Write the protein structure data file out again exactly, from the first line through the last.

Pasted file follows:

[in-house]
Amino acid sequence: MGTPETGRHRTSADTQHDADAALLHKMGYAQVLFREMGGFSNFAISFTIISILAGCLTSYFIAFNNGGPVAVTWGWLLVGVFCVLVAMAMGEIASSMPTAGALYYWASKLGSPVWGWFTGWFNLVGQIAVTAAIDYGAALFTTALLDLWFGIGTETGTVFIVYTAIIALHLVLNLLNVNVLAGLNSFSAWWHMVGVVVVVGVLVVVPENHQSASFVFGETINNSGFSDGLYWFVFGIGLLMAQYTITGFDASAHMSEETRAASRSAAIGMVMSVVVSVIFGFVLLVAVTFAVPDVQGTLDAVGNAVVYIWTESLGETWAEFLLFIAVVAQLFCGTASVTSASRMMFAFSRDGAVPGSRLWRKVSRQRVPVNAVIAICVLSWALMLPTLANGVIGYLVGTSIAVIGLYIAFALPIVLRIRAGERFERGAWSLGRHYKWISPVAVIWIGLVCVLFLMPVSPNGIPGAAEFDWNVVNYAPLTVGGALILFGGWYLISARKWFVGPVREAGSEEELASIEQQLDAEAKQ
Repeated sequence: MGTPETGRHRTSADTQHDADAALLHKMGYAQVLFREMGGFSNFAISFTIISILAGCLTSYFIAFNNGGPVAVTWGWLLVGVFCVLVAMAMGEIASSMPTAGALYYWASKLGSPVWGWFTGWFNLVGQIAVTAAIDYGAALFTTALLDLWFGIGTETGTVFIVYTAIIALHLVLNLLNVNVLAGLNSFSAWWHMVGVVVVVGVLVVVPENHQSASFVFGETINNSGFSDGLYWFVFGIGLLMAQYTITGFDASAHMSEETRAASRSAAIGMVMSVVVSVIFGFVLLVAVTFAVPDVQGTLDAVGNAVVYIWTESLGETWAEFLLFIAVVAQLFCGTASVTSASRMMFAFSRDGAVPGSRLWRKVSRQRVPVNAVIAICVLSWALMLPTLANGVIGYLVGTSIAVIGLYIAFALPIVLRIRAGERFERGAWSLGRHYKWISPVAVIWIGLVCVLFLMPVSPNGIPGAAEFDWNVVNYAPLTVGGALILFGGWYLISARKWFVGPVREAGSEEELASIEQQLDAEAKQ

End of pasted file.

[in-house]
Amino acid sequence: MGTPETGRHRTSADTQHDADAALLHKMGYAQVLFREMGGFSNFAISFTIISILAGCLTSYFIAFNNGGPVAVTWGWLLVGVFCVLVAMAMGEIASSMPTAGALYYWASKLGSPVWGWFTGWFNLVGQIAVTAAIDYGAALFTTALLDLWFGIGTETGTVFIVYTAIIALHLVLNLLNVNVLAGLNSFSAWWHMVGVVVVVGVLVVVPENHQSASFVFGETINNSGFSDGLYWFVFGIGLLMAQYTITGFDASAHMSEETRAASRSAAIGMVMSVVVSVIFGFVLLVAVTFAVPDVQGTLDAVGNAVVYIWTESLGETWAEFLLFIAVVAQLFCGTASVTSASRMMFAFSRDGAVPGSRLWRKVSRQRVPVNAVIAICVLSWALMLPTLANGVIGYLVGTSIAVIGLYIAFALPIVLRIRAGERFERGAWSLGRHYKWISPVAVIWIGLVCVLFLMPVSPNGIPGAAEFDWNVVNYAPLTVGGALILFGGWYLISARKWFVGPVREAGSEEELASIEQQLDAEAKQ
Repeated sequence: MGTPETGRHRTSADTQHDADAALLHKMGYAQVLFREMGGFSNFAISFTIISILAGCLTSYFIAFNNGGPVAVTWGWLLVGVFCVLVAMAMGEIASSMPTAGALYYWASKLGSPVWGWFTGWFNLVGQIAVTAAIDYGAALFTTALLDLWFGIGTETGTVFIVYTAIIALHLVLNLLNVNVLAGLNSFSAWWHMVGVVVVVGVLVVVPENHQSASFVFGETINNSGFSDGLYWFVFGIGLLMAQYTITGFDASAHMSEETRAASRSAAIGMVMSVVVSVIFGFVLLVAVTFAVPDVQGTLDAVGNAVVYIWTESLGETWAEFLLFIAVVAQLFCGTASVTSASRMMFAFSRDGAVPGSRLWRKVSRQRVPVNAVIAICVLSWALMLPTLANGVIGYLVGTSIAVIGLYIAFALPIVLRIRAGERFERGAWSLGRHYKWISPVAVIWIGLVCVLFLMPVSPNGIPGAAEFDWNVVNYAPLTVGGALILFGGWYLISARKWFVGPVREAGSEEELASIEQQLDAEAKQ